After two years of work, I have finally finished my senior honors thesis. The full document is included below and I will be adding its content to this website over the summer.
Abstract: In 1688, the Karankawa Peoples abducted and adopted an eight-year-old Jean-Baptiste Talon from a French fort on the Texas Gulf Coast. Talon lived with these Native Americans for roughly two and a half years and related an eye-witness account of their cannibalism. Despite his testimony, some present-day scholars reject the Karankawas’ cannibalism.
Academics believe the custom of anthropophagy is a colonial fabrication because of an abundance of farfetched and grisly accounts made by Spanish priests, bellicose Texans, and sensationalist historians. Facing a sea of outrageously prejudicial sources, these scholars have either drowned in them or found no reason to wade deeper. Underneath the swamp of disinformation, historical truth is discernible: the Karankawas practiced a community-oriented, post-mortem, rare, and ritualistic cannibalism that colonizers embellished and used as a mechanism to destroy the Karankawa Peoples.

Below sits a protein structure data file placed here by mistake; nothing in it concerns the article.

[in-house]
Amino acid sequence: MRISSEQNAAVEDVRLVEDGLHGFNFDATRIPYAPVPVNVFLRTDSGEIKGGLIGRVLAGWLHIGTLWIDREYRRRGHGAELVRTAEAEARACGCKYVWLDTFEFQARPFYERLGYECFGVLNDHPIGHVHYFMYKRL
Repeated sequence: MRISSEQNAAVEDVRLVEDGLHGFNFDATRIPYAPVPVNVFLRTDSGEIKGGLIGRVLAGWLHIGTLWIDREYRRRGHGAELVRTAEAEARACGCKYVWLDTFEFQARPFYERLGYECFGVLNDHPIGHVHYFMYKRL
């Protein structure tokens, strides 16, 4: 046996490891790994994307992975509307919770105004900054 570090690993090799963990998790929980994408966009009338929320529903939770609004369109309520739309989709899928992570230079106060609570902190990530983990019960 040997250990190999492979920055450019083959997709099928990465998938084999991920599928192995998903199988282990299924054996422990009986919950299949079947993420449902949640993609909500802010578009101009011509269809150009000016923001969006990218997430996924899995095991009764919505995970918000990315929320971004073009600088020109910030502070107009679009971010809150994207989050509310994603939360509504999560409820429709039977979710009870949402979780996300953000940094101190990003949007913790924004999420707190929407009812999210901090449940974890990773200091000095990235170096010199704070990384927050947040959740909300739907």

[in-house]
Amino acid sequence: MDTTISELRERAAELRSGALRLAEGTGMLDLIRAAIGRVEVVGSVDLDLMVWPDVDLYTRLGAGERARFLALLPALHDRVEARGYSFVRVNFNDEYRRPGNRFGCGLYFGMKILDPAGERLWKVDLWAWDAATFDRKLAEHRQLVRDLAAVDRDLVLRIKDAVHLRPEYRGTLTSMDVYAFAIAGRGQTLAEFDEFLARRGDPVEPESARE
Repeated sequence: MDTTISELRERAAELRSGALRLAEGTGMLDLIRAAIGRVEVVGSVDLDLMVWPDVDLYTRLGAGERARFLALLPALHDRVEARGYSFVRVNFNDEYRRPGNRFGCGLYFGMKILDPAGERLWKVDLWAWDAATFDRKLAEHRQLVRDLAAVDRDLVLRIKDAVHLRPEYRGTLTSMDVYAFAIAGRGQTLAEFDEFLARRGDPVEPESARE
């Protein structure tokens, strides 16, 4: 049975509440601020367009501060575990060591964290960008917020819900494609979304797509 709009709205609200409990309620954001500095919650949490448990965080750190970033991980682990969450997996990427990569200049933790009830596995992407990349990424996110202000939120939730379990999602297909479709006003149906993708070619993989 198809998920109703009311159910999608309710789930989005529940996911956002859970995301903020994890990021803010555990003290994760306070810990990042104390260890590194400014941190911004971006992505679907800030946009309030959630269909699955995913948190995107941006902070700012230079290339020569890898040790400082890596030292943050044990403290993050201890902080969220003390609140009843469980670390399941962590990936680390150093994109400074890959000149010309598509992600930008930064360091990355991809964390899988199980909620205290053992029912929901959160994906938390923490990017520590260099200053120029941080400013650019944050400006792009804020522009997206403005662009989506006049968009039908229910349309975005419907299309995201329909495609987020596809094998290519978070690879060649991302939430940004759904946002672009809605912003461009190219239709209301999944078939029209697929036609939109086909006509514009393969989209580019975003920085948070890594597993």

Historians may believe that “cannibal” is a term too tainted by colonial rhetoric to hold any semblance of truth, but to outright deny or overlook this cultural trait washes away Native American history and agency. Fully treating First Peoples as human means that as historians we must recognize that Indians, like Europeans, had cultural practices that some consider stomach-churning.